My husband and I are expecting our first child- a girl, in October. He is pretty insistent that we not name her until she arrives but I want to at least have a solid short list of names going in. Our last name is very similar to Niemen.
Had the baby been a boy he would have been named Charles Gray with the nickname Arlo. Charles after my deceased father, Gray is a family name on my husband’s side. I love the idea of naming the baby after my dad but I really don’t love the options for girls. I do like Charlotte but my husband does not and there are tons of them in my neighborhood.
This brings us to Catherine, my paternal grandmother’s name. Paired with my husband’s grandmother’s name of Jeanne for a middle name it gives our daughter the family names of two amazing women and my father’s initials. The problem is a nickname- the typical options are taken by family (except CJ which I do not like at all) so we are leaning towards Wren/Reine (they would be pronounced the same). Thoughts on this nickname and the spelling options would be helpful since we are sort of at an impasse on the spelling.
The next name we both really like is Mavi (pronounced Mah-vee) it has no family significance but we both like it a lot. My main worry is she won’t have a more traditional name to fall back on if she finds it a bit too unique. I am also worried about needing to defend/explain this choice to people. My husband is adamantly opposed to Maeve or Mavis.
After those two names we are just stuck, which would be fine but I am not sure either one is perfect. Other names we have discussed:
Some of my favorites that he doesn’t care for:
Juliette- he vetoed because he knows to many people with this or a similar name
Vivienne nn Vivi
Louisa nn Lulu
Basically we came up with this list months ago and we keep just re-vetoing the same names and we haven’t been able to add any good contenders. Both of us want something slightly less common, but I prefer getting there via nickname with a more traditional option if she wants it. We both seem to be drawn to names that end in vowel sounds or other soft sounds.
We would love to hear your thoughts on Wren vs. Reine, if Mavi is too out there and to get a few more name options to ponder.
Thank you so much for any help you can offer!
The problem of how to spell the nickname from the ending syllable of Catherine reminds me of the problem of how to spell the nickname from the ending syllables of Mattea. It may have to be the sort of nickname that’s verbal but not written; or the kind the starts out as verbal and then you let the spelling develop on its own. The exception, I think, is if you want Wren: I consider that its own name, with its own strong image—so if you want Wren specifically, I think you should start early with it.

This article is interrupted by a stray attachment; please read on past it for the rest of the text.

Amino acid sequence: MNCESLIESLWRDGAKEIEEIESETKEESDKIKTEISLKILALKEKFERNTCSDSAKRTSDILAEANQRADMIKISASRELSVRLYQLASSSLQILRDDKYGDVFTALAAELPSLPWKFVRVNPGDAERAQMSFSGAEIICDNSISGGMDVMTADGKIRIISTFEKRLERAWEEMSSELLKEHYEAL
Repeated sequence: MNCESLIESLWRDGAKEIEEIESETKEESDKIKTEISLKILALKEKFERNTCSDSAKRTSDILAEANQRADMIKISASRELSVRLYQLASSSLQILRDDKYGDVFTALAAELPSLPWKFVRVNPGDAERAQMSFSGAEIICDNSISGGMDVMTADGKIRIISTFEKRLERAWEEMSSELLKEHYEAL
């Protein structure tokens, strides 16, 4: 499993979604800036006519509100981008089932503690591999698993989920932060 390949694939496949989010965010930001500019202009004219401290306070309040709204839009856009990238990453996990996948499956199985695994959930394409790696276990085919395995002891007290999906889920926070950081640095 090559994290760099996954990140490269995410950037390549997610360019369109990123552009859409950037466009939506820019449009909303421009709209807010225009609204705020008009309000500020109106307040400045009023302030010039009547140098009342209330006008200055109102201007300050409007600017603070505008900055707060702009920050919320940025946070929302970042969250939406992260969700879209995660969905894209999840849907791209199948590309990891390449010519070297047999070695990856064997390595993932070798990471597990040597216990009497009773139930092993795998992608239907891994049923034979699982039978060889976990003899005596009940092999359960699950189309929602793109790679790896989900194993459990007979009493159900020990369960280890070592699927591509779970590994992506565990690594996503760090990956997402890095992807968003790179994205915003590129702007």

I don’t think I’d spell it Reine. I could only figure out how you wanted it pronounced by the alternate spelling Wren. If I encountered that spelling and were trying to figure it out, I might try rine (rhyming it with wine) or pronouncing it like the word rain/reign/rein, but I don’t think I’d ever get to a short-E sound.
Another possibility is to spell the name Cathryn and spell the nickname Ryn or Rynn, evoking Lyn/Lynn—but I much prefer the spelling Catherine (especially if that’s the family spelling), to the point of suggesting spelling the nickname Ryn/Rynn even with the Catherine spelling. I prefer Rynn anyway: Ryn makes me wonder if it’s supposed to rhyme with wine, as well as giving me a slight Ayn Rand feeling. Rynn makes the most pronunciation sense to me, and is no further from the spelling of the full than than Wren/Reine. It does take you from the Ren sound to a Rin sound, though. If you want the short-E sound, I think I’d spell it Renn or Wren.
I have one more nickname option to suggest, though it’s a real reach. I came to it when considering C.N. instead of C.J.—and that made me think of the name Sienna. C.N.-ah.
I think that if you don’t want to defend/explain it, Mavi is probably not the right choice for your family. It’s almost completely unused in the United States (5 new baby girls given the name in 2013), so endless requests for information will be part of the package deal of that name. People will want to know why you used it, where you came up with the idea of it. Spelling and pronunciation will be significant recurring issues.
Looking at your lists, one question I have is whether sibling-name coordination is one of your preferences. There is a wide assortment of styles here, from Emily (very popular and familiar) to Orla (virtually unused in the United States); from Ellis (unisex, used more often for boys in the United States) to Vivienne (very feminine). If you do like sibling names to coordinate, one exercise that can help narrow down your style is to imagine a group of children instead of just one. Picture the kids gathered around the table for dinner, or sitting in the living room reading books: do Catherine and Violet seem more like Your Family? or do you feel more at home imagining Astrid and Piper?
Actually, I’m having trouble even doing this exercise, because the style spread is so wide: I usually prefer to make a group of three siblings, but had trouble even finding two.
It might help us to return to your boy-name choice for guidance. Charles is a very traditional, classic, familiar name, and also a family name for you; but Arlo is a contemporary, unusual, non-intuitive nickname for it. Perhaps THAT is the style that would best suit the two of you: traditional/family names with unusual nicknames. This gives you everything you want: family names, unusual names—AND a more traditional name to fall back on, if the children turn out to prefer that.